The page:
Virginia Woolf famously wrote that "a woman must have money and a room of her own if she is to write fiction." Woolf's conviction has held—and continues to hold—true at Nazareth College. Here, a tradition of literary magazine writing since the 1930s has allowed its students to create and compile original prose, poetry, essays, criticisms, photography, and artwork.
The magazine's current iteration is Elbowroom, which launched in 2000. Elbowroom is published annually in April and its co-editors, Emily Alexander '11 and Sarah Lesser '14 aim to showcase the creative arts talents of the College's students. "I worked on the revival issue of my high school's literary journal and was ecstatic to discover that Nazareth College had a literary magazine as well," says Lesser.
The magazine is designed in-house by the co-editors and their staff, and then printed locally. The entire process—from requesting submissions; evaluating, editing, and designing the content; to delivering the final product—is a valuable learning experience for the magazine's staff, which changes each year. Because of the annual flux of incoming freshmen and graduating seniors, Alexander is mentoring Lesser to become the next lead editor of Elbowroom. "While I am a newcomer," explains Lesser, "I look forward to continuing work on the literary magazine for the remainder of my time at Nazareth. I also hope to leave my mark on the magazine and its legacy for future years."
The future of Elbowroom is especially poignant in light of the strong history of literary writing and publishing at the College. Elbowroom is actually a revived version of the College's long-time literary magazine, known alternatively as Verity Fair, Verity Faire, or simply Verity. The Lorette Wilmot library stocks issues from 1932 through the 1990s and serves as a mirror—reflecting the student body as well as its ideals and values. The reader is afforded a fascinating glimpse of Nazareth College evolving through the decades.
The early issues were published quarterly and the influence of the College's then-Catholic traditions and identity is palpable. The issues from the 1960s and 1970s showcase a notable increase in photography and artwork. During the 1970s, Nazareth became co-educational and independent of the Sisters of St. Joseph. As a result, Verity began showcasing the work of male student contributors, enhancing the magazine's multiple perspectives. This trend extends through the volumes of the 1980s and 1990s.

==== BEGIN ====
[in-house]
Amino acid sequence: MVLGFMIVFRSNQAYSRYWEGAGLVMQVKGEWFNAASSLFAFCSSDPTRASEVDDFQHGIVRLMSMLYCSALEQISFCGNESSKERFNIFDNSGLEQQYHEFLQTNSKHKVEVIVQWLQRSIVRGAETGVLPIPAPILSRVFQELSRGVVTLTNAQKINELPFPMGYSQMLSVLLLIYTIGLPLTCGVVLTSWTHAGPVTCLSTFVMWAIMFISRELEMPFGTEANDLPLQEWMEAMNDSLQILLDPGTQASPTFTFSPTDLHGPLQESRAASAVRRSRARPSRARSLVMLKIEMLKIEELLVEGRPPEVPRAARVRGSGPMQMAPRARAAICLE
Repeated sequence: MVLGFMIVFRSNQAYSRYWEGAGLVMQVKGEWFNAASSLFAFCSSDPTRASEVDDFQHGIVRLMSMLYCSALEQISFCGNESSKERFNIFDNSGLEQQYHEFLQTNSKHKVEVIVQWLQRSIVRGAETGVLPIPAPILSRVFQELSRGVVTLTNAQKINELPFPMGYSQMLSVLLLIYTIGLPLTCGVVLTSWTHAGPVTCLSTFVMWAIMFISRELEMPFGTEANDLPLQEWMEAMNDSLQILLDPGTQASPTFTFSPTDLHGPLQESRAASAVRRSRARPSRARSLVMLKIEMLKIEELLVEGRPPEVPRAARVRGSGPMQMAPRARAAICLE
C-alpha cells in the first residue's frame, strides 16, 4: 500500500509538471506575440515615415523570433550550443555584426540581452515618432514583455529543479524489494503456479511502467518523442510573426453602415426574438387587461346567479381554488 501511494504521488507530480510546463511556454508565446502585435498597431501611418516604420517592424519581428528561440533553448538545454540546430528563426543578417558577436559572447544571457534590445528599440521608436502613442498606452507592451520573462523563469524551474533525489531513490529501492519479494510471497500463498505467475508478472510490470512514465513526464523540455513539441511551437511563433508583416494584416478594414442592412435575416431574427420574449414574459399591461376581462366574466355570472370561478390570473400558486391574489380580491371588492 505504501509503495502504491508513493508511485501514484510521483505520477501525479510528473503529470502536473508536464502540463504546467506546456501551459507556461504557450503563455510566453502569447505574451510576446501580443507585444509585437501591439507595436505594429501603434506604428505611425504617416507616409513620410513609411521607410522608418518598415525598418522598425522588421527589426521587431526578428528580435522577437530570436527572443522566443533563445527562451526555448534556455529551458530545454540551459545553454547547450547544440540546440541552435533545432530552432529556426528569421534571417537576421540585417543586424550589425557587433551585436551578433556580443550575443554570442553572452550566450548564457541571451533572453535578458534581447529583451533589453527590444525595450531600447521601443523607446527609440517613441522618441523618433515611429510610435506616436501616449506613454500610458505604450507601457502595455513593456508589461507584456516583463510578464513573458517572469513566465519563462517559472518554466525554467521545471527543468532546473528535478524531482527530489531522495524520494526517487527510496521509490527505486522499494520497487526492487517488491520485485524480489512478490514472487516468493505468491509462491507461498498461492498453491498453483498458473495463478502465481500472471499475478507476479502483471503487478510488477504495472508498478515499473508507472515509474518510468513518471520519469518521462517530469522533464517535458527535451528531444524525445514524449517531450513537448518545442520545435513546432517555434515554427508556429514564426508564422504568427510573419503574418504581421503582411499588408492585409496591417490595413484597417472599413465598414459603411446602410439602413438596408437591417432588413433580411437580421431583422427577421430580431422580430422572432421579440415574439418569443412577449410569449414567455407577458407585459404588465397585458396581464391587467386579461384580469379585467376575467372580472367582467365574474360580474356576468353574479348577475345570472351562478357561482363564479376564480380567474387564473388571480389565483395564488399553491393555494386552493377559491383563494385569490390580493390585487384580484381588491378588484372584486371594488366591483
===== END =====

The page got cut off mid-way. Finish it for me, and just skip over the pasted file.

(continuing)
But the new millennium saw the rebirth of Verity as Elbowroom. In her editor's note for the first volume in 2000, Heather Congdon Lamphere '00 explains, "Where verity means truth, elbowroom is a synonym for freedom. One can't express truth without having freedom...Through this magazine we've tried to offer a place for non-judgmental, uncensored expression."
Melissa Kotas Hartford '07, the 2007 editor of Elbowroom, underscores the importance of the magazine at Nazareth, writing that it "is especially important for a liberal arts college because not only does Elbowroom serve as a creative outlet for students...but it also celebrates community and connections among people."
No doubt Woolf—who more than 80 years ago highlighted the relationships between education, socio-economics, and a person's ability to create literature—would agree and applaud the College's continued literary, artistic, and expressive endeavors.
The 2011 issue of Elbowroom will be available April 18. For back issues, visit the Lorette Wilmot Library.